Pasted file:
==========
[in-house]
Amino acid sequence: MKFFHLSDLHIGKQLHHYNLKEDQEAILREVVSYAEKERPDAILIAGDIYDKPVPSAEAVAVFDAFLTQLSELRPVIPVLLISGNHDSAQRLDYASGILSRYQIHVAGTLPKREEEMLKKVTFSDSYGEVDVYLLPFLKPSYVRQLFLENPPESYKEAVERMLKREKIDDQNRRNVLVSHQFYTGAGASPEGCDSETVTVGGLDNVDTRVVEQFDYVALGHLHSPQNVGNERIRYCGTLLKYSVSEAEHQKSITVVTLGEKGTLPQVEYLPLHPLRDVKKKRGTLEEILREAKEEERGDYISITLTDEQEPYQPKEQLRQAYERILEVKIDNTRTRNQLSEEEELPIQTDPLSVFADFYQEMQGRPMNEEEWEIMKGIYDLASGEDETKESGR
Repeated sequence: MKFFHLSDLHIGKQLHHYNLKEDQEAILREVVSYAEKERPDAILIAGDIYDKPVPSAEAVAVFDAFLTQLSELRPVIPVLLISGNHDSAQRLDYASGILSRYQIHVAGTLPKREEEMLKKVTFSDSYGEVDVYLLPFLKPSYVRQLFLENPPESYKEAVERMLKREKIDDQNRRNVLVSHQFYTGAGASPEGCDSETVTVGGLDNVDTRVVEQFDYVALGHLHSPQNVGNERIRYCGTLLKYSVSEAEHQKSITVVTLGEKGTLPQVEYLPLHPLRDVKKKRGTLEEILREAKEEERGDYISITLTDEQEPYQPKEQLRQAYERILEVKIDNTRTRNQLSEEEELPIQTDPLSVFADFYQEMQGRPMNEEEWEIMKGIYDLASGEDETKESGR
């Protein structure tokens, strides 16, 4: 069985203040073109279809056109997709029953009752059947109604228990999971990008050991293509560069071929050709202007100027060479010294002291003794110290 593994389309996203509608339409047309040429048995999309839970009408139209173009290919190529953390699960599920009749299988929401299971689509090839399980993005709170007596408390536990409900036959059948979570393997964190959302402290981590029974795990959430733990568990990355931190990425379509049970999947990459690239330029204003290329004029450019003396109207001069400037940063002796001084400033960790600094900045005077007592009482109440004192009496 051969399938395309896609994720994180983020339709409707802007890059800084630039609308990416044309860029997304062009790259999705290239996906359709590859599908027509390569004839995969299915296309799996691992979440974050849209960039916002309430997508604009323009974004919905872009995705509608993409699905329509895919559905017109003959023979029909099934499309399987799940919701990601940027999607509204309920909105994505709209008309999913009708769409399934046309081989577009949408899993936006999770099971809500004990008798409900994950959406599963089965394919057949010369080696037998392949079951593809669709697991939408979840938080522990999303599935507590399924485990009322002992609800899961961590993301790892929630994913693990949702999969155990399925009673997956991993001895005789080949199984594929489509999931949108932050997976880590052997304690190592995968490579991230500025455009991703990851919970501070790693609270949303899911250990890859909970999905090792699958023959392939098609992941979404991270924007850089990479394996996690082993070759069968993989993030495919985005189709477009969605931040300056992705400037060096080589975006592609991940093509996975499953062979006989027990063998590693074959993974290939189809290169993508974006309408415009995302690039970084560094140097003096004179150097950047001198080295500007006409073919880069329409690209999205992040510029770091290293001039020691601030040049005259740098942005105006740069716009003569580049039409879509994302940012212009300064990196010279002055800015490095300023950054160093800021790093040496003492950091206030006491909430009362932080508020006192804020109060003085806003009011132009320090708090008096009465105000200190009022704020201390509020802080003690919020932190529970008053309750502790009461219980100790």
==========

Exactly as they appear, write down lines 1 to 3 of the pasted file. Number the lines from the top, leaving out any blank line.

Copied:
[in-house]
Amino acid sequence: MKFFHLSDLHIGKQLHHYNLKEDQEAILREVVSYAEKERPDAILIAGDIYDKPVPSAEAVAVFDAFLTQLSELRPVIPVLLISGNHDSAQRLDYASGILSRYQIHVAGTLPKREEEMLKKVTFSDSYGEVDVYLLPFLKPSYVRQLFLENPPESYKEAVERMLKREKIDDQNRRNVLVSHQFYTGAGASPEGCDSETVTVGGLDNVDTRVVEQFDYVALGHLHSPQNVGNERIRYCGTLLKYSVSEAEHQKSITVVTLGEKGTLPQVEYLPLHPLRDVKKKRGTLEEILREAKEEERGDYISITLTDEQEPYQPKEQLRQAYERILEVKIDNTRTRNQLSEEEELPIQTDPLSVFADFYQEMQGRPMNEEEWEIMKGIYDLASGEDETKESGR
Repeated sequence: MKFFHLSDLHIGKQLHHYNLKEDQEAILREVVSYAEKERPDAILIAGDIYDKPVPSAEAVAVFDAFLTQLSELRPVIPVLLISGNHDSAQRLDYASGILSRYQIHVAGTLPKREEEMLKKVTFSDSYGEVDVYLLPFLKPSYVRQLFLENPPESYKEAVERMLKREKIDDQNRRNVLVSHQFYTGAGASPEGCDSETVTVGGLDNVDTRVVEQFDYVALGHLHSPQNVGNERIRYCGTLLKYSVSEAEHQKSITVVTLGEKGTLPQVEYLPLHPLRDVKKKRGTLEEILREAKEEERGDYISITLTDEQEPYQPKEQLRQAYERILEVKIDNTRTRNQLSEEEELPIQTDPLSVFADFYQEMQGRPMNEEEWEIMKGIYDLASGEDETKESGR